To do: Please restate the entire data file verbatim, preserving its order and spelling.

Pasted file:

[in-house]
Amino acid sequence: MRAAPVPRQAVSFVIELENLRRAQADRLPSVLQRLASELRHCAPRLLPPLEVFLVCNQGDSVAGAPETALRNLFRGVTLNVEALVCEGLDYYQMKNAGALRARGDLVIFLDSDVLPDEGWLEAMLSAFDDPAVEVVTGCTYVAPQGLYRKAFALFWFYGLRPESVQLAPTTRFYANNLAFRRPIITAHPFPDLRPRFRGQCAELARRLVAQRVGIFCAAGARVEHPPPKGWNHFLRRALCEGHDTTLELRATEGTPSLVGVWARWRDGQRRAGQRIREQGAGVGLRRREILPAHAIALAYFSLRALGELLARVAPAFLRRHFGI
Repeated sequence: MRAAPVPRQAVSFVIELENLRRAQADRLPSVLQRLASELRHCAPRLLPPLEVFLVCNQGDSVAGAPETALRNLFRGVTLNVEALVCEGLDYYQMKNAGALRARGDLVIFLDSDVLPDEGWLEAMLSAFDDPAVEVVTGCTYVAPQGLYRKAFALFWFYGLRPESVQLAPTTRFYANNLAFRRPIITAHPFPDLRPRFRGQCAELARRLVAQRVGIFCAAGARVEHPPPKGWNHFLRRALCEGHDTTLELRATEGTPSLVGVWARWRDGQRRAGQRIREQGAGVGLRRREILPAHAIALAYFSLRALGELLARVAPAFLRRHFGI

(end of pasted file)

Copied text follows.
[in-house]
Amino acid sequence: MRAAPVPRQAVSFVIELENLRRAQADRLPSVLQRLASELRHCAPRLLPPLEVFLVCNQGDSVAGAPETALRNLFRGVTLNVEALVCEGLDYYQMKNAGALRARGDLVIFLDSDVLPDEGWLEAMLSAFDDPAVEVVTGCTYVAPQGLYRKAFALFWFYGLRPESVQLAPTTRFYANNLAFRRPIITAHPFPDLRPRFRGQCAELARRLVAQRVGIFCAAGARVEHPPPKGWNHFLRRALCEGHDTTLELRATEGTPSLVGVWARWRDGQRRAGQRIREQGAGVGLRRREILPAHAIALAYFSLRALGELLARVAPAFLRRHFGI
Repeated sequence: MRAAPVPRQAVSFVIELENLRRAQADRLPSVLQRLASELRHCAPRLLPPLEVFLVCNQGDSVAGAPETALRNLFRGVTLNVEALVCEGLDYYQMKNAGALRARGDLVIFLDSDVLPDEGWLEAMLSAFDDPAVEVVTGCTYVAPQGLYRKAFALFWFYGLRPESVQLAPTTRFYANNLAFRRPIITAHPFPDLRPRFRGQCAELARRLVAQRVGIFCAAGARVEHPPPKGWNHFLRRALCEGHDTTLELRATEGTPSLVGVWARWRDGQRRAGQRIREQGAGVGLRRREILPAHAIALAYFSLRALGELLARVAPAFLRRHFGI